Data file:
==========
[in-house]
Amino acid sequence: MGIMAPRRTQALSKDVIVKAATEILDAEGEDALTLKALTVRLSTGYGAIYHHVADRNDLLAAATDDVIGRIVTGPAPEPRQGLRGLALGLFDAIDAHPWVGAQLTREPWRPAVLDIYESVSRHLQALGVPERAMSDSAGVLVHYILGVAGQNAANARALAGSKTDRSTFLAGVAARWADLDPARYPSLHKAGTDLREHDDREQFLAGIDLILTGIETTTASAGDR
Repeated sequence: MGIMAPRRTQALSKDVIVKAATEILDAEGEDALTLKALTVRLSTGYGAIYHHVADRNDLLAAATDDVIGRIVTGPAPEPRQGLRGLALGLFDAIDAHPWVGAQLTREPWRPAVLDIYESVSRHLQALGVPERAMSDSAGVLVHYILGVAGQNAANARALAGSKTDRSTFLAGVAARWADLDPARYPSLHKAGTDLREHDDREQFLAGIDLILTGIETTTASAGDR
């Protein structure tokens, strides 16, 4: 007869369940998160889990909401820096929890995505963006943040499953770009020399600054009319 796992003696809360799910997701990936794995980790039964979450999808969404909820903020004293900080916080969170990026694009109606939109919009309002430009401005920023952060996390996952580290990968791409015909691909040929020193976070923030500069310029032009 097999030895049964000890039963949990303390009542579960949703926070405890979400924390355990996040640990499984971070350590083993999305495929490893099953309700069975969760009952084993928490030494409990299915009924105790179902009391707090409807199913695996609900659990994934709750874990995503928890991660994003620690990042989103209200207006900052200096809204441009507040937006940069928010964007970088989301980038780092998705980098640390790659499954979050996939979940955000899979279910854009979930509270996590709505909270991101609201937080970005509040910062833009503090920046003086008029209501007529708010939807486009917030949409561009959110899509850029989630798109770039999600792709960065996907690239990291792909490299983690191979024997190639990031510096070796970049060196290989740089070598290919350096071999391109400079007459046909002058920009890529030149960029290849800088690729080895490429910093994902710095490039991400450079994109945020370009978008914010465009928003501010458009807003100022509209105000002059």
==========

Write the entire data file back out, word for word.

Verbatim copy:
[in-house]
Amino acid sequence: MGIMAPRRTQALSKDVIVKAATEILDAEGEDALTLKALTVRLSTGYGAIYHHVADRNDLLAAATDDVIGRIVTGPAPEPRQGLRGLALGLFDAIDAHPWVGAQLTREPWRPAVLDIYESVSRHLQALGVPERAMSDSAGVLVHYILGVAGQNAANARALAGSKTDRSTFLAGVAARWADLDPARYPSLHKAGTDLREHDDREQFLAGIDLILTGIETTTASAGDR
Repeated sequence: MGIMAPRRTQALSKDVIVKAATEILDAEGEDALTLKALTVRLSTGYGAIYHHVADRNDLLAAATDDVIGRIVTGPAPEPRQGLRGLALGLFDAIDAHPWVGAQLTREPWRPAVLDIYESVSRHLQALGVPERAMSDSAGVLVHYILGVAGQNAANARALAGSKTDRSTFLAGVAARWADLDPARYPSLHKAGTDLREHDDREQFLAGIDLILTGIETTTASAGDR
């Protein structure tokens, strides 16, 4: 007869369940998160889990909401820096929890995505963006943040499953770009020399600054009319 796992003696809360799910997701990936794995980790039964979450999808969404909820903020004293900080916080969170990026694009109606939109919009309002430009401005920023952060996390996952580290990968791409015909691909040929020193976070923030500069310029032009 097999030895049964000890039963949990303390009542579960949703926070405890979400924390355990996040640990499984971070350590083993999305495929490893099953309700069975969760009952084993928490030494409990299915009924105790179902009391707090409807199913695996609900659990994934709750874990995503928890991660994003620690990042989103209200207006900052200096809204441009507040937006940069928010964007970088989301980038780092998705980098640390790659499954979050996939979940955000899979279910854009979930509270996590709505909270991101609201937080970005509040910062833009503090920046003086008029209501007529708010939807486009917030949409561009959110899509850029989630798109770039999600792709960065996907690239990291792909490299983690191979024997190639990031510096070796970049060196290989740089070598290919350096071999391109400079007459046909002058920009890529030149960029290849800088690729080895490429910093994902710095490039991400450079994109945020370009978008914010465009928003501010458009807003100022509209105000002059």